WASHINGTON — Prime Minister Justin Trudeau intends to avoid commenting during his upcoming U.S. trip on the hottest topic in American politics: the presidential candidacy of Donald Trump.
“The prime minister feels very strongly about this — he doesn’t get involved in domestic politics,” said one Canadian official.
“His visit to another country is not an opportunity to do that.”
There would be ample opportunity during his three-day state visit to Washington next week for Trudeau to comment on the polarizing figure in the U.S. presidential race, should he choose to do so.
A joint news conference with President Barack Obama is planned next Thursday, with a luncheon at the State Department to follow. Trudeau will also make a toast at a state dinner and address a Trump-abhorring audience at a gathering of progressive think tanks.
He has, in the past, subtly expressed his misgivings about Trump’s policies. Asked last year about the idea of suspending Muslim travel, Trudeau said he didn’t want to comment on American politics, but stands against the politics of fear, division, intolerance and hatred.
Now the prospect of a Trump presidential nomination is a real topic in Washington, with the city’s Republican establishment in full-blown panic mode and the party divided. Trump’s latest primary wins reportedly even drove a 350-per-cent spike in Google searches about moving to Canada.
U.S. media will inevitably draw contrasts between the foreign leader who welcomes Syrian refugees at the airport and their own presidential contender, who in addition to blocking Muslim travellers wants to send back refugees.
Those media comparisons have already started.
The Washington Post has run a couple of items this week including a piece titled, “The many ways Canada’s Trudeau is the anti-Trump.” It posted videos emphasizing the almost comically stark differences between them. In one clip, Trudeau wears a pink T-shirt and speaks against bullying, and in another refers to himself as a feminist.
The Trump clips, by contrast, show him talking about wanting to punch a protester in the face, and another clip shows debate moderator Megyn Kelly mentioning the times he’s called women “fat pig,” “dog” and “slob.”
“The prime minister will always state his values,” said the Canadian official, who spoke on condition of anonymity in order to discuss advance details of the trip. “But he’s not interested in stirring up domestic politics.”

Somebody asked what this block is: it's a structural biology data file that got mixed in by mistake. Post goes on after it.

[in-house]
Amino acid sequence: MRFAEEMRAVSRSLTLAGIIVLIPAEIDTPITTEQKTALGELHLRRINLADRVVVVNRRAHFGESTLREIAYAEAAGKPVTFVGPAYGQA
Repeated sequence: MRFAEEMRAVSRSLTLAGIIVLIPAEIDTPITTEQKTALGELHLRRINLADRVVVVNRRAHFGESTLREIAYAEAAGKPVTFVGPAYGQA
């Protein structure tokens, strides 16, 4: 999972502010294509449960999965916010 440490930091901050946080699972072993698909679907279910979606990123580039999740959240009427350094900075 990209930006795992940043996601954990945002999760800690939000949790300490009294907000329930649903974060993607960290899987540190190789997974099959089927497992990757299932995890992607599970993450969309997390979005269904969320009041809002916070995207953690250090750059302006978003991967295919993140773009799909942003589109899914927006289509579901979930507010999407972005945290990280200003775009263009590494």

Trudeau offered a hint this week of the approach he intends to take in Washington, telling a Vancouver radio host that it’s important to him and to the Canadian economy that he get along with whoever’s elected president.
A former Obama White House official was adamant: Trudeau is better off steering clear of the Trump minefield.
Brett Bruen said it’s not only acceptable but even welcome for Trudeau to discuss his own values, and on refugees perhaps try stirring the conscience of potentially like-minded Americans.
But Bruen, the former White House director of global engagement, also said it would be a bad idea for the neighbour to butt into the messy argument within America’s political household.
A simple rule of thumb? Talk about ideas — not people.
“It gets Canada, it gets the prime minister, entangled in the U.S. political process — which right now is so fraught with obstacles that even Americans have a hard time navigating through it. I think you want to stay above that fray,” said Bruen, who now advises clients at his firm, Global Situation Room.
“You don’t want political problems to spill over into business issues and the co-operation between governments, and certainly into the perception Americans have of Canada as a neutral neighbour.”
Several Canadian ex-ambassadors to the U.S. offer similar guidance.
“My strong advice to him would be to stay away from it,” said Derek Burney.
“The media will want him to say that Donald Trump poses a threat to humanity…. It’s not for him. It’s not for a Canadian prime minister to inject himself into a debate as heated as this one.”
Burney said he recalled American officials getting annoyed when their Canadian counterparts would go to Washington and grandstand for audiences back home.
Talking about refugees is different, Burney said — because it’s actually a file the two countries are working on.